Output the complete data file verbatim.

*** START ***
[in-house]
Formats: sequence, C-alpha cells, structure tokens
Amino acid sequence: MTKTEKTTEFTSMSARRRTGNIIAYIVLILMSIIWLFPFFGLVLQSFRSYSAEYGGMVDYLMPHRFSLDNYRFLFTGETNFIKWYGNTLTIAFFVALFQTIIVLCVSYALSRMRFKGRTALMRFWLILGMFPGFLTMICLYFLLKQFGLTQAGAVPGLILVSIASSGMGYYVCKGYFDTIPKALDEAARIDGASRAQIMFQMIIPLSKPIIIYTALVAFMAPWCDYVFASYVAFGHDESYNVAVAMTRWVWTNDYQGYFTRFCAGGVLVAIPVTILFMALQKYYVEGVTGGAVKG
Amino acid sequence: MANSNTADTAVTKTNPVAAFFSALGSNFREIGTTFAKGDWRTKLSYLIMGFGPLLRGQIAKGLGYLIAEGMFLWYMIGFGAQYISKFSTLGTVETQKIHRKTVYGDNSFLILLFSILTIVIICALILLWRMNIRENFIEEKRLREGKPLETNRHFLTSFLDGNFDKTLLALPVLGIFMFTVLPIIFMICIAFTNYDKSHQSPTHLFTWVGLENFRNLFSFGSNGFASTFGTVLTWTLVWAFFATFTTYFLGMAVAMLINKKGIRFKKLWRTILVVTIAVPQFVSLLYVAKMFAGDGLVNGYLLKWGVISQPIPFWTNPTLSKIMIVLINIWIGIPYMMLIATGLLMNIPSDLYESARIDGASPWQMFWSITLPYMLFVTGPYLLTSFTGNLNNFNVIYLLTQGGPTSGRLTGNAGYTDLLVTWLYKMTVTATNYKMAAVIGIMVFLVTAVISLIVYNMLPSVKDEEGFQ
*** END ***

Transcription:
[in-house]
Formats: sequence, C-alpha cells, structure tokens
Amino acid sequence: MTKTEKTTEFTSMSARRRTGNIIAYIVLILMSIIWLFPFFGLVLQSFRSYSAEYGGMVDYLMPHRFSLDNYRFLFTGETNFIKWYGNTLTIAFFVALFQTIIVLCVSYALSRMRFKGRTALMRFWLILGMFPGFLTMICLYFLLKQFGLTQAGAVPGLILVSIASSGMGYYVCKGYFDTIPKALDEAARIDGASRAQIMFQMIIPLSKPIIIYTALVAFMAPWCDYVFASYVAFGHDESYNVAVAMTRWVWTNDYQGYFTRFCAGGVLVAIPVTILFMALQKYYVEGVTGGAVKG
Amino acid sequence: MANSNTADTAVTKTNPVAAFFSALGSNFREIGTTFAKGDWRTKLSYLIMGFGPLLRGQIAKGLGYLIAEGMFLWYMIGFGAQYISKFSTLGTVETQKIHRKTVYGDNSFLILLFSILTIVIICALILLWRMNIRENFIEEKRLREGKPLETNRHFLTSFLDGNFDKTLLALPVLGIFMFTVLPIIFMICIAFTNYDKSHQSPTHLFTWVGLENFRNLFSFGSNGFASTFGTVLTWTLVWAFFATFTTYFLGMAVAMLINKKGIRFKKLWRTILVVTIAVPQFVSLLYVAKMFAGDGLVNGYLLKWGVISQPIPFWTNPTLSKIMIVLINIWIGIPYMMLIATGLLMNIPSDLYESARIDGASPWQMFWSITLPYMLFVTGPYLLTSFTGNLNNFNVIYLLTQGGPTSGRLTGNAGYTDLLVTWLYKMTVTATNYKMAAVIGIMVFLVTAVISLIVYNMLPSVKDEEGFQ